How to navigate the increasing challenges of disability insurance
March 4, 2020 By: Denise Workun Read Time: 3 minutes
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Disability insurance is an important employment benefit for many workers.

The purpose of disability insurance is to provide income support to employees who are physically, mentally and financially vulnerable due to a medical condition that is preventing them from performing their jobs.  As such, disability insurance is often referred to by the courts as a “peace of mind” contract.

However, “peace of mind” is all too often not the product delivered by insurance companies when disability benefit claims are made.  Instead, claims are unjustifiably denied, with significant mental distress caused to the claimant .

When bad faith hurts the claimant

There is a trend among Canada’s highest courts towards seriously punishing insurance companies for adjudicating claims in bad faith and unjustifiably refusing to pay benefits to employees disabled from working by illness or injury.  The Supreme Court of Canada and courts of appeal across the country are ordering insurance companies to pay aggravated and punitive damages of up to $1 million, recognizing that it is reasonably foreseeable that breaching a peace of mind contract will cause persons of ordinary fortitude mental distress.  As recently stated by Justice Young in a British Columbia decision involving Desjardins Financial Security Life Assurance Company, in disability insurance contracts “an insurer has an implied obligation to deal with claims by its insureds in good faith.”

Examples of bad faith conduct on the part of insurance companies that have caused insured employees  mental distress and attracted high aggravated and punitive damages awards against insurers by the courts include:

  • failing to investigate the obvious mental health aspects of a disability;
  • wrongly alleging that an employee did not pursue treatment;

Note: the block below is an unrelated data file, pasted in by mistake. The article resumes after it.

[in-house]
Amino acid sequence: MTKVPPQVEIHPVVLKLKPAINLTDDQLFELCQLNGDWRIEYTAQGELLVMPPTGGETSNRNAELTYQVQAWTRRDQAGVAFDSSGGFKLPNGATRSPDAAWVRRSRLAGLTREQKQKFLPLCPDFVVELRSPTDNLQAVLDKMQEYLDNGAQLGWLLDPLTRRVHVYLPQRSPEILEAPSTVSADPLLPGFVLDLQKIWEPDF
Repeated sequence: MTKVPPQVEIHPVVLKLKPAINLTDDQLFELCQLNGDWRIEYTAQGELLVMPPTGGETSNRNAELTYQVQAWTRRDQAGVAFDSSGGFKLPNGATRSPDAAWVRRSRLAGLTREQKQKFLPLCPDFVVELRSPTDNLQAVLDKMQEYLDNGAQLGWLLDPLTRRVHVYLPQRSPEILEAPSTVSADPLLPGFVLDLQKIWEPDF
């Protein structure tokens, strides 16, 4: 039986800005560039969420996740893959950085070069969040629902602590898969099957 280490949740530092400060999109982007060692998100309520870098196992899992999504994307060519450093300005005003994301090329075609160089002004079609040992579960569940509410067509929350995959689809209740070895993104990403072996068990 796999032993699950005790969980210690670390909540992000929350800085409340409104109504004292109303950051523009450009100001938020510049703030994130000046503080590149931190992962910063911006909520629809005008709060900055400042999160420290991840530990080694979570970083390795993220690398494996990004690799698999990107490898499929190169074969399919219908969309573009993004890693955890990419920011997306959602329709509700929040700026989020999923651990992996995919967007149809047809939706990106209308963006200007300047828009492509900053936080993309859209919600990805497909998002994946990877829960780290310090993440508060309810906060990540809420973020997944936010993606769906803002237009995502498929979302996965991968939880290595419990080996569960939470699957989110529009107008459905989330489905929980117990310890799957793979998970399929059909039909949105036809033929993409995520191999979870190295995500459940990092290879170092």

• applying a standard of “optimal” treatment that was not contained in the policy;
  • unjustifiably disregarding medical evidence that an employee is not fit to return to work;
  • refusing to consider additional medical evidence supporting a claim once litigation was commenced;
  • taking an adversarial approach to the insured’s claim for benefits payable under the “own occupation” definition of total disability;
  • administratively mismanaging a benefit claim;
  • improperly reporting benefits as taxable income;
  • withholding relevant evidence and providing misleading testimony at trial;
  • failing to request an independent medical examination when it was determined by the insurer that additional information was required;
  • failing to administer in good faith an available rehabilitation benefit;
  • applying tests for disability beyond those set out in the policy; and,
  • relying on second-hand hearsay evidence to surmise that an employee was not motivated to return to work.

The impacts of bad faith

The  consequences to employees of bad faith conduct by insurers can be devastating.  In one recent B.C. case, the unjustified termination of an employee’s long term disability benefits resulted in his bankruptcy, the loss of his home, and a substantial deterioration in his mental health.

It is reassuring that the courts are increasingly holding insurance companies to account with significant aggravated and punitive damages awards.  Hopefully this judicial trend will serve as a deterrent and result in an improvement in the conduct of insurance companies adjudicating disability insurance claims.

However, given that the litigation proceedings generating these awards are long, expensive and emotionally taxing, it remains the preferred approach when applying for disability benefits to be proactive by:

  • filing comprehensive and persuasive medical evidence with the insurer from the outset of a claim, including detailed medical reports from family physicians and any treating specialists;
  • ensuring that the physicians substantiating the claim properly understand the occupation-based definition of total disability that typically applies during the elimination period and the first two years of disability;
  • attending regular medical appointments to ensure that symptoms, diagnoses, and ongoing treatment are well-documented, and that appropriate medical care is being received; and,
  • obtaining a full copy of the insurance policy from the employer so the terms of coverage can be verified without reliance upon the insurer’s policy interpretation.

It may also be important to obtain legal advice and representation to keep the insurer’s conduct in check, so the payment of benefits is approved without the need for recourse to the litigation process . Getting legal support at the right stage can help avoid costly litigation down the road.

If you are experiencing issues with your disability insurer, contact one of our experienced employment lawyers to develop a strategy going forward.

This content is not intended to provide legal advice or opinion as neither can be given without reference to specific events and situations. © 2020 Nelligan O’Brien Payne LLP.

Service: Employment Law

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